• Each set of matched images may be compared in block 708. For each set of matched images in block 708, the metadata may be compared in block 710 to determine if an event can be inferred.
  • An event may be inferred based on several factors. Some factors may be weighted highly, while other factors may be of a secondary nature. The determination of whether a match indicates an event or not may be determined using various heuristics or formulas, and such heuristics or formulas may depend on the embodiment. For example, some embodiments may have extensive metadata available, while other embodiments may have fewer metadata parameters. Some embodiments may have sophisticated image analysis while other embodiments may have less sophisticated or even no image analysis.
  • A highly weighted factor may be in cases where the second user identifies the first user in one of the second user's images. Such metadata expressly identifies a link between the two image collections and indicates that both users were likely to be in the same place at the same time.
  • In some embodiments, users may tag images in their collections with persons from their social network. In such embodiments, a user may manually select an image and create a tag that identifies a friend in the image. Some such embodiments may allow the user to point to the face and attach the tag to a location on the image. Such tags may be considered reliable indicators and given higher weight than other metadata.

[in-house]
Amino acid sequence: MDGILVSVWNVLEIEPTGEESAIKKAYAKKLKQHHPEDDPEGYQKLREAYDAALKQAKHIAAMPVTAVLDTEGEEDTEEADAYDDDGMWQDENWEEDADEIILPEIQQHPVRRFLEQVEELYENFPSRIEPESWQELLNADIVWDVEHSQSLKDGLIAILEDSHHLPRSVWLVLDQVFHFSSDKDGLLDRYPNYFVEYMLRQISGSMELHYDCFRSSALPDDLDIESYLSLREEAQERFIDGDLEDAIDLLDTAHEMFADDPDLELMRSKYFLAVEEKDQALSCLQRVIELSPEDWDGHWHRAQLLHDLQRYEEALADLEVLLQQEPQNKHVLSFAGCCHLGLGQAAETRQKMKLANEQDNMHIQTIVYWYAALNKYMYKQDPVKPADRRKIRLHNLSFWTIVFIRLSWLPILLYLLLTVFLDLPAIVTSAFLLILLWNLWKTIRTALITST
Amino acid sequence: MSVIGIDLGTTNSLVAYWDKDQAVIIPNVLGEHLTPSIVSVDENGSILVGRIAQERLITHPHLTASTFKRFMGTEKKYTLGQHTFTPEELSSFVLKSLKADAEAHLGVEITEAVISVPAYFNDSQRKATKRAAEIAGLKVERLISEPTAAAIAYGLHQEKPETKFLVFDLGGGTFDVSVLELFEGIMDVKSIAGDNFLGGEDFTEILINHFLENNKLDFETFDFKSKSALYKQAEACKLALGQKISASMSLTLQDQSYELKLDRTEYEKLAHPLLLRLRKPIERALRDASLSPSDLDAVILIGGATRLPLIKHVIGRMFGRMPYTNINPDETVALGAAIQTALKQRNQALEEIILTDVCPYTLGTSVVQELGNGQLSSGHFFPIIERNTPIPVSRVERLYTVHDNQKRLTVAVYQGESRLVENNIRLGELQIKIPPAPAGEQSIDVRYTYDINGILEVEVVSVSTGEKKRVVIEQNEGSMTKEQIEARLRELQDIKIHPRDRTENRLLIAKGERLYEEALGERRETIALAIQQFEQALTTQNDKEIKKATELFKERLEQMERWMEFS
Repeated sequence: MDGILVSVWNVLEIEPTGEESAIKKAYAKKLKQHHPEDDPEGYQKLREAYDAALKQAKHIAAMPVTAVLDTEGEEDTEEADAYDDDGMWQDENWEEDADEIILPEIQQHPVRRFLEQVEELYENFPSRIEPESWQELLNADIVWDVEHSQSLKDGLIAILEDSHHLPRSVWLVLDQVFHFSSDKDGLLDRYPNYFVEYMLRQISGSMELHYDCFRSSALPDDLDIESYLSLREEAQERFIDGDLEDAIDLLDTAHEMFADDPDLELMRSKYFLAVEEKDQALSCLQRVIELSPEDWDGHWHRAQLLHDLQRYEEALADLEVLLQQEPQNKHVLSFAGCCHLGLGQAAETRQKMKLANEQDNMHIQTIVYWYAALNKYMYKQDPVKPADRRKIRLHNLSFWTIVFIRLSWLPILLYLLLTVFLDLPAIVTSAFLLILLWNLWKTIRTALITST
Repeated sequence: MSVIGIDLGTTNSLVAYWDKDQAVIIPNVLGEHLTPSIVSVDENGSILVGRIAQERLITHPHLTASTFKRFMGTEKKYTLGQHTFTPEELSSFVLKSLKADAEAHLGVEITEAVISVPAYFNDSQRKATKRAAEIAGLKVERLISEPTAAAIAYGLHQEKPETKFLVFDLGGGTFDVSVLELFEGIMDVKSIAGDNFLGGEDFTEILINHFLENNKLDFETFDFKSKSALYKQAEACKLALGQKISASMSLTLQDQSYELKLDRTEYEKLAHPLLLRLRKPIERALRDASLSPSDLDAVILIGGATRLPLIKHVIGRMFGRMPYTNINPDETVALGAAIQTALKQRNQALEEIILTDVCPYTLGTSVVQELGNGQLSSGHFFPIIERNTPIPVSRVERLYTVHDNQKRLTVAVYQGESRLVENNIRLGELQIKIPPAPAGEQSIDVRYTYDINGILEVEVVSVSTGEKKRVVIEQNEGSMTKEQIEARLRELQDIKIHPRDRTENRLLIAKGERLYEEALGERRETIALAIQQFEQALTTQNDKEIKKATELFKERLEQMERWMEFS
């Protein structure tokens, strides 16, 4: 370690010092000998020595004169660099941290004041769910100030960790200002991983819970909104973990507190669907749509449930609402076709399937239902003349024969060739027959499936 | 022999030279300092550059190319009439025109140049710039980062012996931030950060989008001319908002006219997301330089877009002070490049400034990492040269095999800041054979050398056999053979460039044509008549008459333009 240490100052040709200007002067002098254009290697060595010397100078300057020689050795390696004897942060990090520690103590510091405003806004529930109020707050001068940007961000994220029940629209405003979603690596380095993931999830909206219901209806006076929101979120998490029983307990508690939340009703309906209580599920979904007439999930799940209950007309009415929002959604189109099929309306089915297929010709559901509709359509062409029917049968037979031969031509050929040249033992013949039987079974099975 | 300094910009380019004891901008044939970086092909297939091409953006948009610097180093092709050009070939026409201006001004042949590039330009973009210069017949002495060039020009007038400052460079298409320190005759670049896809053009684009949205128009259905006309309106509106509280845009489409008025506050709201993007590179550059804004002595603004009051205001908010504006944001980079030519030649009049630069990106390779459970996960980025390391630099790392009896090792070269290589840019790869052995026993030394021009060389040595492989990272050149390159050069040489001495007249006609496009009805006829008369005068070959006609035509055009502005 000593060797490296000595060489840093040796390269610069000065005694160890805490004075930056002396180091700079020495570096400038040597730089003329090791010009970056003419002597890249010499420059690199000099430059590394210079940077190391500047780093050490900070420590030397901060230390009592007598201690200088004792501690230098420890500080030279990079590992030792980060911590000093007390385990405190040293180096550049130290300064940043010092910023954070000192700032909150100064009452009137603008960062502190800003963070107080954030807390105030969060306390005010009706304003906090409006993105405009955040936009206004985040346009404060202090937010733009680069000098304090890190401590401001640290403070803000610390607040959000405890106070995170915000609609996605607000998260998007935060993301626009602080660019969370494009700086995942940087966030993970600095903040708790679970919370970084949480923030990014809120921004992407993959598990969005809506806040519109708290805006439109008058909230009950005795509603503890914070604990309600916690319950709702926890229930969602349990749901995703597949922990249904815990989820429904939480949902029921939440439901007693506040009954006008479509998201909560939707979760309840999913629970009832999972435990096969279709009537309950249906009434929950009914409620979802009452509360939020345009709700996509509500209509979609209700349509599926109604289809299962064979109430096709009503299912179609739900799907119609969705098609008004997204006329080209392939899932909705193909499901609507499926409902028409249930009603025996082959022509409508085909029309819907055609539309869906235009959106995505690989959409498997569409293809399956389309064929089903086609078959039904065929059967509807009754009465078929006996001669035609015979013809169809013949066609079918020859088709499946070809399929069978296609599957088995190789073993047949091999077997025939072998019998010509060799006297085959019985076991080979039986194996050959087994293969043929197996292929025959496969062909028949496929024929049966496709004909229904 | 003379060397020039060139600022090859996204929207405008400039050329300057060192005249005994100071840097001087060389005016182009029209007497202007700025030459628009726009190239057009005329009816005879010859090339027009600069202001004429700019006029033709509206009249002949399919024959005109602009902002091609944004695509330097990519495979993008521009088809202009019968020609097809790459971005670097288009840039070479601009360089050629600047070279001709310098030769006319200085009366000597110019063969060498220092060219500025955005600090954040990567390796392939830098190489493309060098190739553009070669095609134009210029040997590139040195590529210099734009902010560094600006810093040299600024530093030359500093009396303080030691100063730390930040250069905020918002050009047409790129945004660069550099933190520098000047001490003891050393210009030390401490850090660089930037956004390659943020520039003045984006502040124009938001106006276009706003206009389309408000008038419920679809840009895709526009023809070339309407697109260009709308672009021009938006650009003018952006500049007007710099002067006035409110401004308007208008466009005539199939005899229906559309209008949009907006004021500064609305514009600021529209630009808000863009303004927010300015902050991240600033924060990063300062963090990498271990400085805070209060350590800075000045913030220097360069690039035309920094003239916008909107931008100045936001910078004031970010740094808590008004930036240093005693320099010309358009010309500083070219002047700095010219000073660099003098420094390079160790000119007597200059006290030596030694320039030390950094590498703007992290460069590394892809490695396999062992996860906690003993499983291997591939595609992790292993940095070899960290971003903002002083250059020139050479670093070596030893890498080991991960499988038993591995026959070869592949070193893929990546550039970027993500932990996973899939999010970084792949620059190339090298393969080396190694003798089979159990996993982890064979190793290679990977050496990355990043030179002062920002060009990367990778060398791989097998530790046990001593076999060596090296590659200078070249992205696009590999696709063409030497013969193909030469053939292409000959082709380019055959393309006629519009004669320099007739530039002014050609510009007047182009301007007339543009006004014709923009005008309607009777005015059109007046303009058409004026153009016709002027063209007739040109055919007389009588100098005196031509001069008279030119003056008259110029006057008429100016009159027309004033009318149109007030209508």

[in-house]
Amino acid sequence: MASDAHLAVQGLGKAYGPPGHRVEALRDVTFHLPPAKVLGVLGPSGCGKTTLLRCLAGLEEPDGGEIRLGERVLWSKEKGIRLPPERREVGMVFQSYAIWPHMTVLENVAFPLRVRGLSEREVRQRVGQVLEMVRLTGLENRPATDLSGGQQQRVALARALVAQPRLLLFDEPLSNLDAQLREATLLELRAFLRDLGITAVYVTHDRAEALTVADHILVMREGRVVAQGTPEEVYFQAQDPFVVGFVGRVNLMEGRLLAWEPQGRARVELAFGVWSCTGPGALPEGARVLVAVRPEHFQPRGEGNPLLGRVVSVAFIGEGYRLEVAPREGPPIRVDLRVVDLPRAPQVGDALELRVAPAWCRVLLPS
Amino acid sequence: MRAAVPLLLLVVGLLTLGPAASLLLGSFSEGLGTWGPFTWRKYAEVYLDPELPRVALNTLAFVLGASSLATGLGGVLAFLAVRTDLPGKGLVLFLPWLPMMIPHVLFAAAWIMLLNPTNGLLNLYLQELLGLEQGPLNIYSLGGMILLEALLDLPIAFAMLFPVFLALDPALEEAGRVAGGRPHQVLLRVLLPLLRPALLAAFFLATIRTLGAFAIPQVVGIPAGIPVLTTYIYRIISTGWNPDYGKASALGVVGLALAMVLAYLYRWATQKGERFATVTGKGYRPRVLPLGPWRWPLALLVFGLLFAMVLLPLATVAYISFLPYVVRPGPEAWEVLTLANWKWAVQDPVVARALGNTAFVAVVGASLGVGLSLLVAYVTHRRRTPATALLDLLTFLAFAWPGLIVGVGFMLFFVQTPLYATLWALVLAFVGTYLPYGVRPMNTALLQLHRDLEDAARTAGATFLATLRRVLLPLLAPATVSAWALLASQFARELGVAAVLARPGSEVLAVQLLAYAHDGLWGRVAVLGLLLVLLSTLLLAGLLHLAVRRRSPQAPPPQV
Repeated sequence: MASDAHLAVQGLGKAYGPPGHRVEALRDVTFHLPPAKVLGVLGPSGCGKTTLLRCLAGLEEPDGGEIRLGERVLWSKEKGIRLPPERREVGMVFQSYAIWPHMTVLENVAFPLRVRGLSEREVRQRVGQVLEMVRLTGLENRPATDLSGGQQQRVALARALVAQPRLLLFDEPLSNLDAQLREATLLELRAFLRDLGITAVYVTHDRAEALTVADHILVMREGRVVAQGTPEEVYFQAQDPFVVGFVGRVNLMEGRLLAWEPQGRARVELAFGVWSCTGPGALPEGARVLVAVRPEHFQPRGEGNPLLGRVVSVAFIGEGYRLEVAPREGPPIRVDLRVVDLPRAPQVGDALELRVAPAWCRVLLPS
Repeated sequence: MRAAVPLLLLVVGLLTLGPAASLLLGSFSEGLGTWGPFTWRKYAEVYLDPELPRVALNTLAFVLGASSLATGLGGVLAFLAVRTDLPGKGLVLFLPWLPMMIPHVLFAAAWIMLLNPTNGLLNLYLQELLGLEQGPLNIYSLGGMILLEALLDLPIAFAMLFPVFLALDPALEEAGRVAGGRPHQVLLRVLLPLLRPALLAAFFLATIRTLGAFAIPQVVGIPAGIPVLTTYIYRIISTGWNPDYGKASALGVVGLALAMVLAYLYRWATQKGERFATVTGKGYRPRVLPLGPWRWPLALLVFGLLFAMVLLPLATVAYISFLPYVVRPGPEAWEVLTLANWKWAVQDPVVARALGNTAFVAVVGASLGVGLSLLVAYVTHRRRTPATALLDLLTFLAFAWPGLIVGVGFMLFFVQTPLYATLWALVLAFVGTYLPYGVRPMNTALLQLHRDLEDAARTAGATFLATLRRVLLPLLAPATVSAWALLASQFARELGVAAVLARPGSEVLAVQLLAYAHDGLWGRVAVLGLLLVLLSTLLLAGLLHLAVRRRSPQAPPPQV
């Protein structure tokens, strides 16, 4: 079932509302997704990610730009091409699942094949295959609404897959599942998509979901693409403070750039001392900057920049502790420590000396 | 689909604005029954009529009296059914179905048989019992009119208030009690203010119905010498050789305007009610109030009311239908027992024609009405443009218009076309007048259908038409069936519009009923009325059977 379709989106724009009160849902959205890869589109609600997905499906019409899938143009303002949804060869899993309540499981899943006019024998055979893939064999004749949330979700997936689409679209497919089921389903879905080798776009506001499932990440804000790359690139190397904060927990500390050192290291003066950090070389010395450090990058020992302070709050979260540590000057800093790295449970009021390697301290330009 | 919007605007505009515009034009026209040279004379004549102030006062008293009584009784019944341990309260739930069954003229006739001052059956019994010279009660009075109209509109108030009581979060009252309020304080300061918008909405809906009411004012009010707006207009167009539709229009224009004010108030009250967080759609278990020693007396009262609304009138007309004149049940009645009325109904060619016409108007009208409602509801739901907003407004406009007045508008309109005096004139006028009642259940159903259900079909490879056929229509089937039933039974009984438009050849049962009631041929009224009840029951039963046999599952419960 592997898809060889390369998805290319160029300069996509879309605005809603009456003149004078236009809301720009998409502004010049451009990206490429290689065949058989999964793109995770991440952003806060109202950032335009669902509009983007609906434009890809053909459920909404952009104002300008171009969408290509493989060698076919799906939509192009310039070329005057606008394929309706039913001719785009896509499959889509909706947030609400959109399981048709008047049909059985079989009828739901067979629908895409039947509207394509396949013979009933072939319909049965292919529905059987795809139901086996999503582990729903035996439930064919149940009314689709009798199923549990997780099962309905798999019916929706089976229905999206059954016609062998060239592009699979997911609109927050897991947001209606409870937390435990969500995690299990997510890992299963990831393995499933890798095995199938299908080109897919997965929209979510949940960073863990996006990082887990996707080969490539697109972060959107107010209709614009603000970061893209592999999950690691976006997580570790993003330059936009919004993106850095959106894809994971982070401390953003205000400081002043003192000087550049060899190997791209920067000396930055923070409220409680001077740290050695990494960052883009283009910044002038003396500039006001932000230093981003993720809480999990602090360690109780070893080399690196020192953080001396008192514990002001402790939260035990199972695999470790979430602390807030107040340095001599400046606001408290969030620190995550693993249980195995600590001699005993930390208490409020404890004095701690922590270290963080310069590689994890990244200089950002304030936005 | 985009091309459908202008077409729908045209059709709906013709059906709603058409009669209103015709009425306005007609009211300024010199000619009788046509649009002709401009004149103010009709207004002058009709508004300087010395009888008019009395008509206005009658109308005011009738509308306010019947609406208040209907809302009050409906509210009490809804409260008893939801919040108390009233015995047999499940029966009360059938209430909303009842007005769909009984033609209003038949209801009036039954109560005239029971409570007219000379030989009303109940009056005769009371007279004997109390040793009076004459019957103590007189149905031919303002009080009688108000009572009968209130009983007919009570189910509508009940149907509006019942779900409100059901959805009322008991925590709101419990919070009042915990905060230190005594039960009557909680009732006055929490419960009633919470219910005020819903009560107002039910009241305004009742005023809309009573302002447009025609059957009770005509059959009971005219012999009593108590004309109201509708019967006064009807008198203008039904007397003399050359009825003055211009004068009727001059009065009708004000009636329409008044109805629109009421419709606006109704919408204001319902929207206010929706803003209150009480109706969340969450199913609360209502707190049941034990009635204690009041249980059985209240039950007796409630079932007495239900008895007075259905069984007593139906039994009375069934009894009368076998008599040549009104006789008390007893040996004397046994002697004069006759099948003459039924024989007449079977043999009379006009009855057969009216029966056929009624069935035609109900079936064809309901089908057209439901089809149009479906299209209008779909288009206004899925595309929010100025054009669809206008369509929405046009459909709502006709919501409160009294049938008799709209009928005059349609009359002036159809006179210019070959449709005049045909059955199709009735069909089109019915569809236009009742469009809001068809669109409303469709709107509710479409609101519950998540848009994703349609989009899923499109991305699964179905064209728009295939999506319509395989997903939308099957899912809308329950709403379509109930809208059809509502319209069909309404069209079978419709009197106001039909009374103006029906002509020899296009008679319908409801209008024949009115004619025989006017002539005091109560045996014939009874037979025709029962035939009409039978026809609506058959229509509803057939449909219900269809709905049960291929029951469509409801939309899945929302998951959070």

• Other highly weighted factors may be very close proximity in space and time. Very close timestamps and physical location information may indicate that two users were at the same time and place. In some embodiments, an image may include a point from which an image was taken as well as a direction that a camera was facing when the image was taken. When such metadata are available, the overlap of the area covered by two images may be evidence of an event.
  • Some images may be tagged with various descriptors that are manually added by a user. For example, an image may be tagged with “Anna's Birthday Party” or “Tech Conference”. When images from both image collections are similarly tagged, the tags may be good indicators of an event.